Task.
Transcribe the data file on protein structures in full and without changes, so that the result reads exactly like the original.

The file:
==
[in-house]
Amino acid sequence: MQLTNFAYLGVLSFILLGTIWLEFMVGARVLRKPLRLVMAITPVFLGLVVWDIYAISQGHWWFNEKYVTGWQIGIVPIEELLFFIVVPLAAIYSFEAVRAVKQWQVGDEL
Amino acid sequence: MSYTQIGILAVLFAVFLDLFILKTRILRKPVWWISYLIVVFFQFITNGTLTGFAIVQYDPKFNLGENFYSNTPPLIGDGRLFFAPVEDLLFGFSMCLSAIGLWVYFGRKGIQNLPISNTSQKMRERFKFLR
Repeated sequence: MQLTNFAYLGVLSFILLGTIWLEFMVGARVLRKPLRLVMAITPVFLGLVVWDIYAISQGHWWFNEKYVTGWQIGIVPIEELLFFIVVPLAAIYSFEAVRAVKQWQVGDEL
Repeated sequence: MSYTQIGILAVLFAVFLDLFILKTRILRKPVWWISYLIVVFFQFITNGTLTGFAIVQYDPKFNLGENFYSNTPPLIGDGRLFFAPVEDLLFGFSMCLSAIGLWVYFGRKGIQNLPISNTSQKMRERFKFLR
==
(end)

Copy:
[in-house]
Amino acid sequence: MQLTNFAYLGVLSFILLGTIWLEFMVGARVLRKPLRLVMAITPVFLGLVVWDIYAISQGHWWFNEKYVTGWQIGIVPIEELLFFIVVPLAAIYSFEAVRAVKQWQVGDEL
Amino acid sequence: MSYTQIGILAVLFAVFLDLFILKTRILRKPVWWISYLIVVFFQFITNGTLTGFAIVQYDPKFNLGENFYSNTPPLIGDGRLFFAPVEDLLFGFSMCLSAIGLWVYFGRKGIQNLPISNTSQKMRERFKFLR
Repeated sequence: MQLTNFAYLGVLSFILLGTIWLEFMVGARVLRKPLRLVMAITPVFLGLVVWDIYAISQGHWWFNEKYVTGWQIGIVPIEELLFFIVVPLAAIYSFEAVRAVKQWQVGDEL
Repeated sequence: MSYTQIGILAVLFAVFLDLFILKTRILRKPVWWISYLIVVFFQFITNGTLTGFAIVQYDPKFNLGENFYSNTPPLIGDGRLFFAPVEDLLFGFSMCLSAIGLWVYFGRKGIQNLPISNTSQKMRERFKFLR